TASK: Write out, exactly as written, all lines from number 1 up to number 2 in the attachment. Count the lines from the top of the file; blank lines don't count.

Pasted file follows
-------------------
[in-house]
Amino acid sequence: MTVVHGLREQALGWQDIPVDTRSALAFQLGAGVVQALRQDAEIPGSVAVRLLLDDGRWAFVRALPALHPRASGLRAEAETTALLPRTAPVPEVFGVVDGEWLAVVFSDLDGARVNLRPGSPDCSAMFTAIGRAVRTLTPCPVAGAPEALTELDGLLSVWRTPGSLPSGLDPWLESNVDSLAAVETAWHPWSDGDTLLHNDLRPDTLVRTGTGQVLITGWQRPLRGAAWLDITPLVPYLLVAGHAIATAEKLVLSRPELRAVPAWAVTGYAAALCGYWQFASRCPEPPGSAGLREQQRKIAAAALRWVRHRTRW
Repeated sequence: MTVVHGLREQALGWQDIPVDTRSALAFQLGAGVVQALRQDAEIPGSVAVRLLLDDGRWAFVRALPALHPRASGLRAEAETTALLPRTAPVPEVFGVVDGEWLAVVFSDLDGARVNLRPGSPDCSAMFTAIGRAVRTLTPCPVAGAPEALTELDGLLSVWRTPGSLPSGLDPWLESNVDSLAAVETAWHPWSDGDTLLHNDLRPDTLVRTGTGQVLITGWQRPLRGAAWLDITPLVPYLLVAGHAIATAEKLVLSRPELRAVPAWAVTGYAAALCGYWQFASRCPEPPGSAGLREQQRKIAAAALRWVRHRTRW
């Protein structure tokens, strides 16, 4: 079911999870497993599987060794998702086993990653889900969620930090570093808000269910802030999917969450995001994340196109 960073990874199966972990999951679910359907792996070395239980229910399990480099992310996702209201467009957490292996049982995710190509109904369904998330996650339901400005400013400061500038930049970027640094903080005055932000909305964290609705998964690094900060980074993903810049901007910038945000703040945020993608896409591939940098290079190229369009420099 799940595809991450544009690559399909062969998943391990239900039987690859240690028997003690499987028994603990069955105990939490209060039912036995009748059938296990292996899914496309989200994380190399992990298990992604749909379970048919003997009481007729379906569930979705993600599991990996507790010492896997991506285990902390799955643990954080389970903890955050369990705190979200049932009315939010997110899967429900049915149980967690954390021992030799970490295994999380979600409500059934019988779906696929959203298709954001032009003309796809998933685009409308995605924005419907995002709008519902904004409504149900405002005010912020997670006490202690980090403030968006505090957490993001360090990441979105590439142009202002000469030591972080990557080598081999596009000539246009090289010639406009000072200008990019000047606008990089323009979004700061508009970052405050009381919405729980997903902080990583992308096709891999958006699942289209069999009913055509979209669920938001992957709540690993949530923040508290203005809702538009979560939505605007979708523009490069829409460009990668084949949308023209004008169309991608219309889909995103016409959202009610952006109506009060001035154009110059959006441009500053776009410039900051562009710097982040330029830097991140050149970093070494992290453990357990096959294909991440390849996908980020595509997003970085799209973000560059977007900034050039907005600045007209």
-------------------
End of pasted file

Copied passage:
[in-house]
Amino acid sequence: MTVVHGLREQALGWQDIPVDTRSALAFQLGAGVVQALRQDAEIPGSVAVRLLLDDGRWAFVRALPALHPRASGLRAEAETTALLPRTAPVPEVFGVVDGEWLAVVFSDLDGARVNLRPGSPDCSAMFTAIGRAVRTLTPCPVAGAPEALTELDGLLSVWRTPGSLPSGLDPWLESNVDSLAAVETAWHPWSDGDTLLHNDLRPDTLVRTGTGQVLITGWQRPLRGAAWLDITPLVPYLLVAGHAIATAEKLVLSRPELRAVPAWAVTGYAAALCGYWQFASRCPEPPGSAGLREQQRKIAAAALRWVRHRTRW